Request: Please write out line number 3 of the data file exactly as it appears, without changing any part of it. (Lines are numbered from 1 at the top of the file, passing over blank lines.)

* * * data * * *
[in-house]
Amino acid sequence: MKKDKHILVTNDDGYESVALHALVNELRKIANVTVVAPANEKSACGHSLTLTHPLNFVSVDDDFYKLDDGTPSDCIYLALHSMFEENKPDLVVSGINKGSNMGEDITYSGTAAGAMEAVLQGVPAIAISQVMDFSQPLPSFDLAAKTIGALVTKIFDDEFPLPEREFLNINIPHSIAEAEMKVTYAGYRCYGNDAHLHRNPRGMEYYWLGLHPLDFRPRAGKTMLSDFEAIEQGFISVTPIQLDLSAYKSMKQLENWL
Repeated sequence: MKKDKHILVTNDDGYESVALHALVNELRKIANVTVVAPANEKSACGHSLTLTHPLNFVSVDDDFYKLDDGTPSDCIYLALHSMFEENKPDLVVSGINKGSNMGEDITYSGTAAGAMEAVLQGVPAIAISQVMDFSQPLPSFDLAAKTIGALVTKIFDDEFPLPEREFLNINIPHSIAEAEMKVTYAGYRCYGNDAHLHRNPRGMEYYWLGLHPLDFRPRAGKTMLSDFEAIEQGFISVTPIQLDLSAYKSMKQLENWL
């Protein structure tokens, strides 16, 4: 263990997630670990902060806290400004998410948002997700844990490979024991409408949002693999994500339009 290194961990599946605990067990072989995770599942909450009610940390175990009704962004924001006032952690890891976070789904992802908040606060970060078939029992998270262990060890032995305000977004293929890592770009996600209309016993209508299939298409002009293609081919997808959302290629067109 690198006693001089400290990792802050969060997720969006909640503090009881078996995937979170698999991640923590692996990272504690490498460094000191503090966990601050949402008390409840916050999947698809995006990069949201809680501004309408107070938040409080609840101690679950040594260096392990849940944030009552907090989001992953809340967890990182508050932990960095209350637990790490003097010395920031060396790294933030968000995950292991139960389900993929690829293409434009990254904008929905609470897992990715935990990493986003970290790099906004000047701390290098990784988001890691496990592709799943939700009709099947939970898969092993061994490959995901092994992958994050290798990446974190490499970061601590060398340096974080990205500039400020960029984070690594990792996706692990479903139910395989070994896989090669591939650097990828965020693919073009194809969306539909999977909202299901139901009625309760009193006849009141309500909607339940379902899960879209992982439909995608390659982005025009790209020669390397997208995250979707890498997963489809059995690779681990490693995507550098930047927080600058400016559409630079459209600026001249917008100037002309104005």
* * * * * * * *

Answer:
Repeated sequence: MKKDKHILVTNDDGYESVALHALVNELRKIANVTVVAPANEKSACGHSLTLTHPLNFVSVDDDFYKLDDGTPSDCIYLALHSMFEENKPDLVVSGINKGSNMGEDITYSGTAAGAMEAVLQGVPAIAISQVMDFSQPLPSFDLAAKTIGALVTKIFDDEFPLPEREFLNINIPHSIAEAEMKVTYAGYRCYGNDAHLHRNPRGMEYYWLGLHPLDFRPRAGKTMLSDFEAIEQGFISVTPIQLDLSAYKSMKQLENWL